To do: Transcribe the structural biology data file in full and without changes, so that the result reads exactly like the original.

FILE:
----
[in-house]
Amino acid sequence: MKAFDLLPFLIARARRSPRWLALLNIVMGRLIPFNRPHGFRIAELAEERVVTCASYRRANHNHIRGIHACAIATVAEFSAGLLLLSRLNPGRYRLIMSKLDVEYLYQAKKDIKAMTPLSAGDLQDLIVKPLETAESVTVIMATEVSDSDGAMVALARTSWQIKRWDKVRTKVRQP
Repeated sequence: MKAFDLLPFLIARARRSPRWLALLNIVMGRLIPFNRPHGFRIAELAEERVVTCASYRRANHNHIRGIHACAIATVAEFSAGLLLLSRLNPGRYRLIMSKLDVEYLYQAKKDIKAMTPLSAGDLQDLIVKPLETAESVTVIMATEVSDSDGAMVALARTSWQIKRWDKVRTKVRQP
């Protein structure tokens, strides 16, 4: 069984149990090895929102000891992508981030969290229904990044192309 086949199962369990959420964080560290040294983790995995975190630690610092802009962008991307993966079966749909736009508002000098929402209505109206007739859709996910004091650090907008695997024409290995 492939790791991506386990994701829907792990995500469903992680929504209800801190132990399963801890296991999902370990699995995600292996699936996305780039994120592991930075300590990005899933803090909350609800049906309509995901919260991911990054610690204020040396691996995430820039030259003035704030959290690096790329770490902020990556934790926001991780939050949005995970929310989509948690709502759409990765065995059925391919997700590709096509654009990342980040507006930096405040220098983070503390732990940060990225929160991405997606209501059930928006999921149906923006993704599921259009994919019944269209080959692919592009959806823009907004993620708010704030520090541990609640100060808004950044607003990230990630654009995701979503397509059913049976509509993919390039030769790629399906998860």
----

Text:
[in-house]
Amino acid sequence: MKAFDLLPFLIARARRSPRWLALLNIVMGRLIPFNRPHGFRIAELAEERVVTCASYRRANHNHIRGIHACAIATVAEFSAGLLLLSRLNPGRYRLIMSKLDVEYLYQAKKDIKAMTPLSAGDLQDLIVKPLETAESVTVIMATEVSDSDGAMVALARTSWQIKRWDKVRTKVRQP
Repeated sequence: MKAFDLLPFLIARARRSPRWLALLNIVMGRLIPFNRPHGFRIAELAEERVVTCASYRRANHNHIRGIHACAIATVAEFSAGLLLLSRLNPGRYRLIMSKLDVEYLYQAKKDIKAMTPLSAGDLQDLIVKPLETAESVTVIMATEVSDSDGAMVALARTSWQIKRWDKVRTKVRQP
């Protein structure tokens, strides 16, 4: 069984149990090895929102000891992508981030969290229904990044192309 086949199962369990959420964080560290040294983790995995975190630690610092802009962008991307993966079966749909736009508002000098929402209505109206007739859709996910004091650090907008695997024409290995 492939790791991506386990994701829907792990995500469903992680929504209800801190132990399963801890296991999902370990699995995600292996699936996305780039994120592991930075300590990005899933803090909350609800049906309509995901919260991911990054610690204020040396691996995430820039030259003035704030959290690096790329770490902020990556934790926001991780939050949005995970929310989509948690709502759409990765065995059925391919997700590709096509654009990342980040507006930096405040220098983070503390732990940060990225929160991405997606209501059930928006999921149906923006993704599921259009994919019944269209080959692919592009959806823009907004993620708010704030520090541990609640100060808004950044607003990230990630654009995701979503397509059913049976509509993919390039030769790629399906998860």